Vestibular symptoms, including vertigo, dizziness, and symptoms related to motion, balance, and postural stability, are commonly associated with headaches. Vestibular symptoms are prevalent in patients who experience migraines, with approximately 58% of patients displaying vestibular dysfunction. The presence of vestibular symptoms in patients with migraine could be a result of activation of sensory neurons caused by an overlap between the trigeminal and vestibular pathways. Migraine neurotransmitters may also affect the activity of vestibular neurons.1
In this cross-sectional study, Carvalho and colleagues sought to investigate the association between migraine and vestibular symptoms, and patient-reported handicap associated with dizziness, in patients with migraine with and without aura and chronic migraine.1
The investigators screened patients diagnosed with migraine from a tertiary headache clinic from February 2014 to March 2015. Patients were classified as experiencing migraine with aura (MA), migraine without aura (MoA), or chronic migraine (CM) according to the International Classification of Headache Disorders, 3rd edition. Patients were considered to have CM if they experienced at least 15 days with headaches, with at least 8 headaches fulfilling the migraine criteria, within a month during the previous 3 months. Patients who experienced fewer than 15 days with headache during the previous 3 months were diagnosed as having either MA or MoA. Subjects who did not experience headaches were also included to serve as a control group (CG).1
Patients included in this study were female patients aged 18 to 55 years with a migraine diagnosis in the previous year and the presence of at least 3 attacks within a month during the previous 3 months. Exclusion criteria included patients with a diagnosis of any concomitant headache (posttraumatic headache, tension-type headache, or medication-overuse headache), any musculoskeletal impairment that could affect balance, or any rheumatic, cardiovascular, neurologic, or metabolic systemic disease. Patients were also excluded if they were pregnant, had a history of or had taken any medications for vertigo, or experienced a migraine during the interview.1
The investigators used a questionnaire to obtain information on patients’ demographics, migraine onset, pain intensity, attack frequency and duration, and presence and description of vestibular symptoms (during and between migraine attacks). The Dizziness Handicap Inventory (DHI) questionnaire, which is a validated tool to measure self-perceived handicap associated with vestibular symptoms, was also administered by a headache specialist.1
This study included 240 patients evenly distributed among groups (MA, MoA, CM, CG; n = 60 for all groups). Baseline demographics were similar among groups; however, patients with MA had a higher body mass index compared with the CG and MoA groups (P <.05), and patients with CM had greater frequency of headache than those with MoA and MA (P <.05).1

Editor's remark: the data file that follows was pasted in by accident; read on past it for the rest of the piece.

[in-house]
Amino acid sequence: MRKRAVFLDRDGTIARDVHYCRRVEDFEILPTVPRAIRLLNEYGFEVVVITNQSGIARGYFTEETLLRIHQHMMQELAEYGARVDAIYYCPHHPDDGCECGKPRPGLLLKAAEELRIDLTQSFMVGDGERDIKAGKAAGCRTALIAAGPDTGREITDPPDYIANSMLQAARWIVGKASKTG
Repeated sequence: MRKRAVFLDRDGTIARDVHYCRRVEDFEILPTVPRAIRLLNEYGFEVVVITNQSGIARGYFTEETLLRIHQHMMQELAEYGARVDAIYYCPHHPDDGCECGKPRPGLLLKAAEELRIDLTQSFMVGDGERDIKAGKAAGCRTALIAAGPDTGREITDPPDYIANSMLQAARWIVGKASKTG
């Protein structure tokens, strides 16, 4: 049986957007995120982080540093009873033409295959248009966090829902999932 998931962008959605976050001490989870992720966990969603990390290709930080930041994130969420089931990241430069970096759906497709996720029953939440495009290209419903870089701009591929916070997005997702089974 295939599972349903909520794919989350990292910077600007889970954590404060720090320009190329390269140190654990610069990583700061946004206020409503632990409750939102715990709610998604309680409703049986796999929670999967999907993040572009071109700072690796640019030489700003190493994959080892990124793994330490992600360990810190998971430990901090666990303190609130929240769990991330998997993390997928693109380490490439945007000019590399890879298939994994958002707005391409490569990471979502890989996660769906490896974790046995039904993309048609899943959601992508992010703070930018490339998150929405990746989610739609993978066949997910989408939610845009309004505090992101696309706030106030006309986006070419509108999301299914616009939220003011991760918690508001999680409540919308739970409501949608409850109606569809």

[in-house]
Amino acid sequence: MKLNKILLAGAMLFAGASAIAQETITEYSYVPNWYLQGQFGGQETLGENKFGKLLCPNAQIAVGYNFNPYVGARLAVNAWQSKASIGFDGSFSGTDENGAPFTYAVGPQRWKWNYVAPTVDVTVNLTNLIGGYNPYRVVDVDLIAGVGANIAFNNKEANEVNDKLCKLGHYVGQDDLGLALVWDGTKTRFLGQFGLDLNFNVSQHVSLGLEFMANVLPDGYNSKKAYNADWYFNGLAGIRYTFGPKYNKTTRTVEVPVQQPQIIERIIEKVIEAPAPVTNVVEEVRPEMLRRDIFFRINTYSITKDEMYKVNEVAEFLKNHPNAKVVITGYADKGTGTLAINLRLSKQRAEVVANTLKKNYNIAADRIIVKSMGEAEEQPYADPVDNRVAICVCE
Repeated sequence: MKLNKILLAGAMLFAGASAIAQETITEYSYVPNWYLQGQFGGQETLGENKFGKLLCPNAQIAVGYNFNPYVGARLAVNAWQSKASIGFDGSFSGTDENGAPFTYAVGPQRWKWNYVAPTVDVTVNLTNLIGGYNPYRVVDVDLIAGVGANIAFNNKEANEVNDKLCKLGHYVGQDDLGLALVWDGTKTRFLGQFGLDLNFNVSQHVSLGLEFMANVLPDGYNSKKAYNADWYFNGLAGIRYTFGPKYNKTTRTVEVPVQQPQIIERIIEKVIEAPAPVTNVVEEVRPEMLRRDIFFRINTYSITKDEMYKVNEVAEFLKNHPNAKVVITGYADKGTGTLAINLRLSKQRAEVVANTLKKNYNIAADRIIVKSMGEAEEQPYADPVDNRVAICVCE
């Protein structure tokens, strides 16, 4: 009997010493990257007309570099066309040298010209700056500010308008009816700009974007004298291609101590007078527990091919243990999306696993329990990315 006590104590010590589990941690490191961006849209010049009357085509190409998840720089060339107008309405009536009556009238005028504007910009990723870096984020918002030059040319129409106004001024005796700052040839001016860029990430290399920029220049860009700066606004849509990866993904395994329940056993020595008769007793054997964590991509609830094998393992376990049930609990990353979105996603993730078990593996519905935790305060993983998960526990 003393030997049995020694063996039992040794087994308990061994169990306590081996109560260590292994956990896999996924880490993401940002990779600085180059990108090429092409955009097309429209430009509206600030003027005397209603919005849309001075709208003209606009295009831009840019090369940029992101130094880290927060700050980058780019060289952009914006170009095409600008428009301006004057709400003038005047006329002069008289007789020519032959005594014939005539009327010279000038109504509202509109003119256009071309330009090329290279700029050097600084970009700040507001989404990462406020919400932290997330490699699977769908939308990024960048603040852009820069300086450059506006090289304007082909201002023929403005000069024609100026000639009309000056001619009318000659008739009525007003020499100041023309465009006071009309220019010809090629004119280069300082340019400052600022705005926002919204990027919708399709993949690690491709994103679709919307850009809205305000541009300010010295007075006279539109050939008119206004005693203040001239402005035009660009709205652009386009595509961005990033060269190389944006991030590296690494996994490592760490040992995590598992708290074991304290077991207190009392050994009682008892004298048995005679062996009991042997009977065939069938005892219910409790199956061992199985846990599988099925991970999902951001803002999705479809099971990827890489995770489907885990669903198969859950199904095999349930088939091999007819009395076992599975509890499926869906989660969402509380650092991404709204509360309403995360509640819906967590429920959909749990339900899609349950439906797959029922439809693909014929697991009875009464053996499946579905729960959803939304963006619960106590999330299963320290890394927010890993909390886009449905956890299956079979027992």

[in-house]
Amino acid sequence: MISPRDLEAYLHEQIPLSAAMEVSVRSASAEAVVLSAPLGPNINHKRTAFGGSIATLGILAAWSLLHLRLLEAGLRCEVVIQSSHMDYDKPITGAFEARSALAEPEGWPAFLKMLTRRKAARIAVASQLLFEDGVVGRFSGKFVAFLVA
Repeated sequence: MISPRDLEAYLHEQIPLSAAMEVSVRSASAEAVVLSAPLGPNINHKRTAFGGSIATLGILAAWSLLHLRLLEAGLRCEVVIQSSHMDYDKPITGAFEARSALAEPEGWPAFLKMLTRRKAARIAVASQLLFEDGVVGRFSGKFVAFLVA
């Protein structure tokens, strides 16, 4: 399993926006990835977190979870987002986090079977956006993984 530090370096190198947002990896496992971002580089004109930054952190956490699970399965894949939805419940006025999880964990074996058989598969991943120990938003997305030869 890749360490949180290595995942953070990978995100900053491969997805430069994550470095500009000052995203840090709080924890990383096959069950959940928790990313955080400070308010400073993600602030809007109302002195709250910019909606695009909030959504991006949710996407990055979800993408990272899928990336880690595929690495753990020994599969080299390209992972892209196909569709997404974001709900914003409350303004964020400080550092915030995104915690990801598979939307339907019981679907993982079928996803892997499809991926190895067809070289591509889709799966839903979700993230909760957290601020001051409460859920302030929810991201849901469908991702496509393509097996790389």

Migraine was associated with an increased risk of vestibular symptoms in each of the 3 test groups compared with CG (P <.0001). Moreover, patients with CM and MA reported vestibular symptoms more often than patients with MoA (P <.05), and they reported more frequent symptoms of vertigo compared with CG and patients with MoA (P <.0001 and P <.05, respectively). Postural symptoms were also reported in the MoA and MA patient groups more often than in the CG (P <.05) (Table).1
In patients with vestibular symptoms, average DHI scores were higher in the MA, MoA, and CM groups compared with the CG (P <.0001). Although risk of any handicap was greater among patients with migraines, the presence of aura and chronic migraines was associated with greater risk of handicap due to dizziness (P <.04). Patients with MA and CM displayed more frequent moderate and severe handicap, whereas patients in the MoA group and CG presented with a higher frequency of no or mild handicap (P <.05) (Table).1
The relationship between migraines and vestibular symptoms and perceived handicap in patients has not been previously explored. Although there were limitations to this study, including the source of data collection, which may reduce generalizability, the results from this study support a possible association between migraine and vestibular symptoms, particularly in patients who experience migraine with aura or chronic migraine. The presence of aura and frequent migraine were associated with greater handicap severity, which impacted patients both physically and functionally.1
Evidence suggests that vestibular symptoms may be an inherent migraine feature since symptoms were present during periods without the presence of headache. To improve management in patients with migraines, it is important to understand the effects of vestibular symptoms and the self-perceived handicap that may be experienced by patients.
1. Carvalho GF, Vianna-Bell FH, Florencio LL, et al. Presence of vestibular symptoms and related disability in migraine with and without aura and chronic migraine [published online January 1, 2018]. Cephalalgia. doi: 10.1177/0333102418769948.